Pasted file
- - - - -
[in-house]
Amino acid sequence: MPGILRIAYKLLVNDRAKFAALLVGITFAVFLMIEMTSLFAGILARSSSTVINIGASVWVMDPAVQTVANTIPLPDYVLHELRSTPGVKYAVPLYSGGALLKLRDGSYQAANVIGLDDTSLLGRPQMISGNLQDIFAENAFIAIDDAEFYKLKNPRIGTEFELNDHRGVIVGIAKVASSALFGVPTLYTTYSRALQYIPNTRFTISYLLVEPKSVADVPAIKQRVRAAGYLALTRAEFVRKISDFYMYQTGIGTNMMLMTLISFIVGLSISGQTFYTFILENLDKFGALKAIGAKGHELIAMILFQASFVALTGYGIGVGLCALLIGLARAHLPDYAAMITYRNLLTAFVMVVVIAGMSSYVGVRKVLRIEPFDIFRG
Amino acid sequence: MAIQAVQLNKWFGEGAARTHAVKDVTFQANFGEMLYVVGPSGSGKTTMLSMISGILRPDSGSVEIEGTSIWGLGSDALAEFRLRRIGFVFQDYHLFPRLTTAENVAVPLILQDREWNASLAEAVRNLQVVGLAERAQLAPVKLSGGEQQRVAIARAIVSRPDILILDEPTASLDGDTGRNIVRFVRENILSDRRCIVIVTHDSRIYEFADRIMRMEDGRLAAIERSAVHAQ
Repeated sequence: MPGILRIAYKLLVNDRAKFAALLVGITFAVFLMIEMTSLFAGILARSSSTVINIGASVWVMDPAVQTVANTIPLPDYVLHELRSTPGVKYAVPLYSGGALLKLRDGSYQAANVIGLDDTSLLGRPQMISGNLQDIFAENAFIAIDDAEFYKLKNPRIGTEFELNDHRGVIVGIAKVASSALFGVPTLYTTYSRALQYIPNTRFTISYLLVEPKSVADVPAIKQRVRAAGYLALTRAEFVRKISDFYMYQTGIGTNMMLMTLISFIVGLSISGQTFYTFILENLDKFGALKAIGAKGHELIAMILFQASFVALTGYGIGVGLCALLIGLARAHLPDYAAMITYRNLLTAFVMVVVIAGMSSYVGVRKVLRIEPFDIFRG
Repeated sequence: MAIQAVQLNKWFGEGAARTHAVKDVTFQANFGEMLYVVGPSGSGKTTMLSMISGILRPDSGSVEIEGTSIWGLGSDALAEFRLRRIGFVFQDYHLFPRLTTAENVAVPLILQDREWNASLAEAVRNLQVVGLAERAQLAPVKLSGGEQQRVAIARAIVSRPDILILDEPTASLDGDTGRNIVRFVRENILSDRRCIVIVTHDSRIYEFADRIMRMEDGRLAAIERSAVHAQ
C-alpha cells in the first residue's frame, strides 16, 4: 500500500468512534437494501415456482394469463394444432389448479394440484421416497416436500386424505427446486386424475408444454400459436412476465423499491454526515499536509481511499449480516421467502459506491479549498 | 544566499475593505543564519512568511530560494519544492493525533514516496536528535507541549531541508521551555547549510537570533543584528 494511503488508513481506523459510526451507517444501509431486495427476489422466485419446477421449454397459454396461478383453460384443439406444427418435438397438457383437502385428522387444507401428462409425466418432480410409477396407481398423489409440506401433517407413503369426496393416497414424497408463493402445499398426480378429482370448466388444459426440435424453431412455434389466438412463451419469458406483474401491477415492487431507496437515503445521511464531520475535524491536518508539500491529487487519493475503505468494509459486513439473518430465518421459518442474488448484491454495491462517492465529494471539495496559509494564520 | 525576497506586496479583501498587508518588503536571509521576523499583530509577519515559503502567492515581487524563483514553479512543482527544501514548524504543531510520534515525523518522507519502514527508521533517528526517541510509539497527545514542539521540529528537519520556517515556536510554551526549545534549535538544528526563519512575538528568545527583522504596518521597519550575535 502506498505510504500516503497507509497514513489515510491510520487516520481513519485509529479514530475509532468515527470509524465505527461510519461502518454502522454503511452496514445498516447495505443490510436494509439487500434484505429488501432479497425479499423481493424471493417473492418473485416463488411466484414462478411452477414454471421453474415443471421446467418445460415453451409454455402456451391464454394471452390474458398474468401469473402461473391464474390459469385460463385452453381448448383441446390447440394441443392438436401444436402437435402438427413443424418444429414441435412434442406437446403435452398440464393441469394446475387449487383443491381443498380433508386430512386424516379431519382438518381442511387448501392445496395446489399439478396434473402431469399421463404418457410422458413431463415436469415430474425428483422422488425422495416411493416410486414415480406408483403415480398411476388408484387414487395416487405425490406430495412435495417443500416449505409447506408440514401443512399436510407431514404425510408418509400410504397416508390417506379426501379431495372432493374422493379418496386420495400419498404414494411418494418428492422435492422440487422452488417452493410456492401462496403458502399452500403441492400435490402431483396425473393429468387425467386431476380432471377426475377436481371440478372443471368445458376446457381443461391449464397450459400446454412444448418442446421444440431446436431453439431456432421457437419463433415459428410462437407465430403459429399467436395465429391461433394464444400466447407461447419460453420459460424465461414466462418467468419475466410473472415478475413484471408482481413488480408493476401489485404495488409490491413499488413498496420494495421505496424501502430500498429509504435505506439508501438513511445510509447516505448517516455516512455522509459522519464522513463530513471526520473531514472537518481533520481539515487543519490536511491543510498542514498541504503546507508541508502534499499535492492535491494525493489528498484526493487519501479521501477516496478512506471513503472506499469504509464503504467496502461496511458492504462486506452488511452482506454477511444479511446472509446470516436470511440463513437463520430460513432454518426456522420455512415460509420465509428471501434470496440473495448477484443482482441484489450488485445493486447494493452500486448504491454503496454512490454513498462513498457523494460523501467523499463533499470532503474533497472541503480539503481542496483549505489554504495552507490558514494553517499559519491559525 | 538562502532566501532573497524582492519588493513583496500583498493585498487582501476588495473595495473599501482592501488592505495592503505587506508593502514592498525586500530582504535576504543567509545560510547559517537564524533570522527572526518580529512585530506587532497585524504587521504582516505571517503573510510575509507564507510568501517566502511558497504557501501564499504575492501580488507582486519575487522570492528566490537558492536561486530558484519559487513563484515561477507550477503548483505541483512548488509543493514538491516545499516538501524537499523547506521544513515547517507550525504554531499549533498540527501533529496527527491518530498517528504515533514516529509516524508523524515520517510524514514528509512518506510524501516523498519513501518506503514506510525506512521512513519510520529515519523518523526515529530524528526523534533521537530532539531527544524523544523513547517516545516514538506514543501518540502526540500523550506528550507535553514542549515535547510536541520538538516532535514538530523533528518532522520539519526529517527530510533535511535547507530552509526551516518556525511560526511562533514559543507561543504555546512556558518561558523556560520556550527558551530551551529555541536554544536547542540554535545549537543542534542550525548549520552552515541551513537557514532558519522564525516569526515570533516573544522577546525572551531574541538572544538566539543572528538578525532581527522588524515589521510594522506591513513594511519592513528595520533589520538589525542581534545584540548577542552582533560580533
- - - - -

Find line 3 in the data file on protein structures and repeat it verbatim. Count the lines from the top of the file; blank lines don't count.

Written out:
Amino acid sequence: MAIQAVQLNKWFGEGAARTHAVKDVTFQANFGEMLYVVGPSGSGKTTMLSMISGILRPDSGSVEIEGTSIWGLGSDALAEFRLRRIGFVFQDYHLFPRLTTAENVAVPLILQDREWNASLAEAVRNLQVVGLAERAQLAPVKLSGGEQQRVAIARAIVSRPDILILDEPTASLDGDTGRNIVRFVRENILSDRRCIVIVTHDSRIYEFADRIMRMEDGRLAAIERSAVHAQ